This list contains Salvias that grow well in partial shade in most of the nation. In cool climates, many of these plants can handle full sun. However, the warmer your climate, the more shade they may require to thrive.
Click here for a discussion of what constitutes partial shade.
(Wand Sage) Whorls of deep violet blossoms are cupped by dark bracts on the flower spikes of this mid-height herbaceous sage from Turkey. Its foliage is thick, corrugated and fragrant. This plant is lovely and hardy, so it is surprising that it wasn’t introduced to commercial cultivation until 2007.
(Campanula Leaf Sage) Spectacular yellow-flowering Salvias are rare, so this one stands out. Its large, almost round leaves form a basal clump that is attractive and tough. Bright yellow flowers arise from the clump on stems up to 48 inches tall.
(Heart Leaf Sage) From the rich plains of Northern Argentina comes this delicate looking sage with heart-shaped leaves and pale blue flowers so perfect they seem to be molded in wax. Although a slow grower that requires good garden culture, this Salvia is exquisite.
(Temascaltepec Sage) In full bloom, which is all year in mild climates, this mid-sized Salvia has far more flowers than foliage. Each 1/2-inch-long, bright pink bloom has two dark pink/purple spots and a pair of white stripes. The small, slightly furry leaves add to its soft, pleasing look.
(Blue Sky Mexican Sage) The small flowers of this plant from Neuevo Leon and Tamaulipas, Mexico, are an attractive combination of amethyst-purple and white. The spectacular leaves, which are large and lightly textured, appear blue-green on top and purple-green underneath.
(Cayman Island Sage) Compact and intensely fragrant, this shrubby sage is excellent for containers or the edge of a pathway. Small blue and white flowers mass about its densely branched foliage. It loves rich, moist soil and warm weather.
(Chinese Sage) Although this is a perennial species, most people in the U.S. who are familiar with Chinese Sage, probably know the annual variety Salvia chinensis . The perennial form is reliable; we’ve grown it for several years. However, little has been written about it.
(Snowflake Sage) Wiry, trailing stems of small white leaves make this plant look like fresh snowfall. Numerous, small, sky blue flowers with prominent bee lines further add to the cooling look. This dry-garden plant is native to the mountains of the Chihuahuan desert of North Central Mexico.
(Cinnabar Sage) Think of this plant as Pineapple Sage on steroids. It grows 5 feet tall and can be twice as wide and bursts with large, intensely red, furry flowers all winter. Our overwintering hummingbirds adore it. This cinnabar-red sage is hard to forget once you see it in full bloom.
(Michoacan Blue Sage) This unusual and distinctive Mexican sage grows from tuberous roots. It is compact and decidedly vertical with strong, square, winged stems that rocket upward and are topped with clusters of rich blue flowers in large rosy bracts come autumn.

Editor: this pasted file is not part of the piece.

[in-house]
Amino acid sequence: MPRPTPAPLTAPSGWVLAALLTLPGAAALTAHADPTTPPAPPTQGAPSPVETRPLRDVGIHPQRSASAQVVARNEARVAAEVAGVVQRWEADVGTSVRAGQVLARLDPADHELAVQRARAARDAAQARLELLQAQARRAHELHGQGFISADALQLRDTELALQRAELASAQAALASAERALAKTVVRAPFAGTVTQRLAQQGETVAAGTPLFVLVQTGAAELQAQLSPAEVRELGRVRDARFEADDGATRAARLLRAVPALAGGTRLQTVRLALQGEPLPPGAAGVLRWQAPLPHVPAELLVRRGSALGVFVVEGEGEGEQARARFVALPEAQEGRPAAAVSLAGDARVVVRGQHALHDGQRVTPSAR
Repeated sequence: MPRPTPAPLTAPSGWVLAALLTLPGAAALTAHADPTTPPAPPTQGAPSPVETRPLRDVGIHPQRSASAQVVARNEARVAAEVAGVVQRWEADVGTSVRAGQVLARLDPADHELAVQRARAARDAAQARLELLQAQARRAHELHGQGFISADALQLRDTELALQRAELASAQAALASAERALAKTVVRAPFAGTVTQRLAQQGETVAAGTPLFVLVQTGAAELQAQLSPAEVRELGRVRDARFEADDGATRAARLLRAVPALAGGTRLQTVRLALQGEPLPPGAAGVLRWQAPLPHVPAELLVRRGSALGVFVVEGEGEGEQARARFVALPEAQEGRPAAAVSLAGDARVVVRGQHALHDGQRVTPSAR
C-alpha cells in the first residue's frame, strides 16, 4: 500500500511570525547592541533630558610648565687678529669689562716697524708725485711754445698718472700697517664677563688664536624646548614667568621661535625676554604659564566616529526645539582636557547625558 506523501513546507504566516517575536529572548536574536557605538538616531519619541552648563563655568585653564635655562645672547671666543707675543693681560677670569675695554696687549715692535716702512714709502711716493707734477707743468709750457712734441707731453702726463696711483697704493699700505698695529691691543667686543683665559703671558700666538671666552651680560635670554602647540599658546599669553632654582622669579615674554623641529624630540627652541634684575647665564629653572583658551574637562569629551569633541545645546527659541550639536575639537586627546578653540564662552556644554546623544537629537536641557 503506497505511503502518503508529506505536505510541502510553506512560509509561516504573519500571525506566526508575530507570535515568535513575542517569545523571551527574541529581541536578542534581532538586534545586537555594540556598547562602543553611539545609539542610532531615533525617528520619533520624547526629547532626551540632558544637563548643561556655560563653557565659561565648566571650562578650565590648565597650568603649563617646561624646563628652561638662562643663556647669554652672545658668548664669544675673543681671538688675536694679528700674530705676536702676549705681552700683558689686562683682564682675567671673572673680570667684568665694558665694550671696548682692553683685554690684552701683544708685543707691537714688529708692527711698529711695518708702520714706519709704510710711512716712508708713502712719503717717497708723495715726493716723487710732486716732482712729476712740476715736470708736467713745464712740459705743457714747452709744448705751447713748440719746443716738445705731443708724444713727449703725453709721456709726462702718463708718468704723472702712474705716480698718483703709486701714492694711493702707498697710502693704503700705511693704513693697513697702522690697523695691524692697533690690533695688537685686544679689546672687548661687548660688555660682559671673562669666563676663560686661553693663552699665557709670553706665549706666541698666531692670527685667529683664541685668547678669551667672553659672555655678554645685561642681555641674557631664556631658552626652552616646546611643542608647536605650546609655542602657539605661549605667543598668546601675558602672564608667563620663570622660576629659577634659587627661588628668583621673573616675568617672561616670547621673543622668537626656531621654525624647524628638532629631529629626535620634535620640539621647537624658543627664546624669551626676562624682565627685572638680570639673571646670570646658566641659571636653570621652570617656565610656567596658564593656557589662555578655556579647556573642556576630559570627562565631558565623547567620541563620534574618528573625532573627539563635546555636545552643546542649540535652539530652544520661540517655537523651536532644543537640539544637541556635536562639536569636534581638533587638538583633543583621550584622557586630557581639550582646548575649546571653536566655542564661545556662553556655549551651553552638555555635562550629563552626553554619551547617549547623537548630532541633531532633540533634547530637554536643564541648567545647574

(Coral Nymph Tropical Sage) What a cutie! This award-winning cultivar of Tropical Sage is short and compact yet has a multitude of pastel salmon flowers larger than those of its bigger cousins. It is perfect for annual flower beds or patio containers.
(Forest Fire Tropical Sage) Butterflies love the abundant, fire engine red flowers of this mostly annual sage. It's a popular cultivar of one of the first Salvias used for ornamental purposes -- Tropical Sage. The flowers are dramatically framed by reddish black bracts.
(Lady in Red Tropical Sage) Lady in Red is a variety of Salvia coccinea Juss. ex Murray, which is often called Texas Sage. It is the best red-flowering Tropical Sage that we grow.
(Snow Nymph White Tropical Sage) Butterflies, hummingbirds and honeybees enjoy this award winner, which is an outstanding choice for pure white color from June to autumn. This type of Tropical Sage is generally the first to flower for us.
(Summer Jewel Pink Tropical Sage) Butterflies, hummingbirds and honeybees enjoy this Fleuroselect Gold Medal winner, which is an outstanding choice for bright pink & white color from June to autumn. This type of Tropical Sage is generally the first to flower for us.
(Summer Jewel Red Tropical Sage) Butterflies, hummingbirds and honeybees enjoy this Fleuroselect Gold Medal winner, which is an outstanding choice for bright red color from June to autumn. This type of Tropical Sage is generally the first to flower for us.
(Summer Jewel White Tropical Sage) Butterflies, hummingbirds and honeybees enjoy this All American 2016 winner, which is an outstanding choice for pure white color from June to autumn. The Summer Jewel varieties of Tropical Sage is generally the first to flower for us.
(Blue Black Mexican Sage) This spectacular and hardy native of Central Mexico is exciting to watch as new growth shoots upward rapidly from its root stock in spring. Its large, vibrant, purple-blue flowers bloom for about 10 months and are profuse from late autumn through winter on flower spikes up to 20 inches long.
(Red Velvet Sage) Reaching up to 18 inches tall, the floral spikes of this exotic looking Salvia are crowded with small, velvety, orange-red blossoms from mid-summer to late autumn. Its large, dark green, pebbly leaves are beautiful in their own right, making this one of our favorite sages.
(COOL Fandango Anise Scented Sage) A combination of dark, rosy bracts and magenta blossoms make Salvia COOL Fandango dance. It’s vivid, floriferous, and a hummingbird favorite.
(COOL Lavender Blush Anise Scented Sage) Dusky green and red-edged bracts surround the pale-throated lavender blossoms of Salvia COOL Lavender Blush. It's a magnet for hummingbirds.